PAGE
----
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Do not crawl in the dust 
different ur ls similar text
 

Do not crawl in the dust 
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    Do not crawl in the dust 
different ur ls similar text Do not crawl in the dust 
different ur ls similar text Presentation Transcript

    • Do Not Crawl In The DUST: Different URLs Similar Text Uri Schonfeld Department of Electrical Engineering Technion Joint Work with Dr. Ziv Bar Yossef and Dr. Idit Keidar
      • Problem statement and motivation
      • Related work
      • Our contribution
      • The DustBuster algorithm
      • Experimental results
      • Concluding remarks
      Talk Outline
      • DUST – D ifferent U RLs S imilar T ext
      • Examples:
        • Standard Canonization:
          • “ http://domain.name /index.html ”  “http://domain.name”
        • Domain names and virtual hosts
          • “ http:// news.google.com ”  “http:// google.com/news ”
        • Aliases and symbolic links:
          • “ http://domain.name/ ~ shuri”  “http://domain.name/ people/ shuri”
        • Parameters with little affect on content
          • Print=1
        • URL transformations:
          • “ http://domain.name/ story_ ”  “http://domain.name/ story?id= ”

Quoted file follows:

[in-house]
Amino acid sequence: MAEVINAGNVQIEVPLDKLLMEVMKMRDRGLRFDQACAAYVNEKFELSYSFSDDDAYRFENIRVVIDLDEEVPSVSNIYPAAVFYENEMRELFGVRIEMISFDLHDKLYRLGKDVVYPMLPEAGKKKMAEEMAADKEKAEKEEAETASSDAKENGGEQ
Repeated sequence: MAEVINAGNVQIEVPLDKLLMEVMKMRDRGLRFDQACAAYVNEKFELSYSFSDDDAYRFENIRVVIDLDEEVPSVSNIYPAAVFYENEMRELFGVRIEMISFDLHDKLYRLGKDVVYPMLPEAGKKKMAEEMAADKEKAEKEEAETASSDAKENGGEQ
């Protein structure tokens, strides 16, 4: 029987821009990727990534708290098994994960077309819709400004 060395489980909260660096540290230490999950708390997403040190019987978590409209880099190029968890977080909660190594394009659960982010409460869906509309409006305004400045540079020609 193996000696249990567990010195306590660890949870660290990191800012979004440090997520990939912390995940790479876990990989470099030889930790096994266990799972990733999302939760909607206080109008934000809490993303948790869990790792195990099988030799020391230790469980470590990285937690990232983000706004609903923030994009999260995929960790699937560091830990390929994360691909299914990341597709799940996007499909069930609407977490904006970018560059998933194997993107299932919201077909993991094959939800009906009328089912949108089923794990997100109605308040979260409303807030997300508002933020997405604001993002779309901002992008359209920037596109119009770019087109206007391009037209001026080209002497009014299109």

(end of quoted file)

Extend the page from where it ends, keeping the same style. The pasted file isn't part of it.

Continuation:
Even the WWW Gets Dusty
      • Dust rule: Transforms one URL to another
        • Example: “ index.html ”  “”
      • Valid DUST rule:
      • r is a valid DUST rule w.r.t. site S if for every URL u  S,
          • r(u) is a valid URL
          • r(u) and u have “similar” contents
      • Why similar and not identical?
        • Comments, news, text ads, counters
      DUST Rules!
      • Expensive to crawl
        • Access the same document via multiple URLs
      • Forces us to shingle
        • An expensive technique used to discover similar documents
      • Ranking algorithms suffer
        • References to a document split among its aliases
      • Multiple identical results
        • The same document is returned several times in the search results
      • Any algorithm based on URLs suffers
      DUST is Bad
      • Given: a list of URLs from a site S
        • Crawl log
        • Web server log
      • Want: to find valid DUST rules w.r.t. S
        • As many as possible
        • Including site-specific ones
        • Minimize number of fetches
      • Applications:
        • Site-specific canonization
        • More efficient crawling
      We Want To
      • Domain name aliases
      • Standard extensions
      • Default file names: index.html , default.htm
      • File path canonizations: “ dirname/../ ”  “”, “ // ”  “ / ”
      • Escape sequences: “ %7E ”  “ ~ ”
      How do we Fight DUST Today? (1) Standard Canonization
      • Site-specific DUST:
        • “ story_ ”  “ story?id= “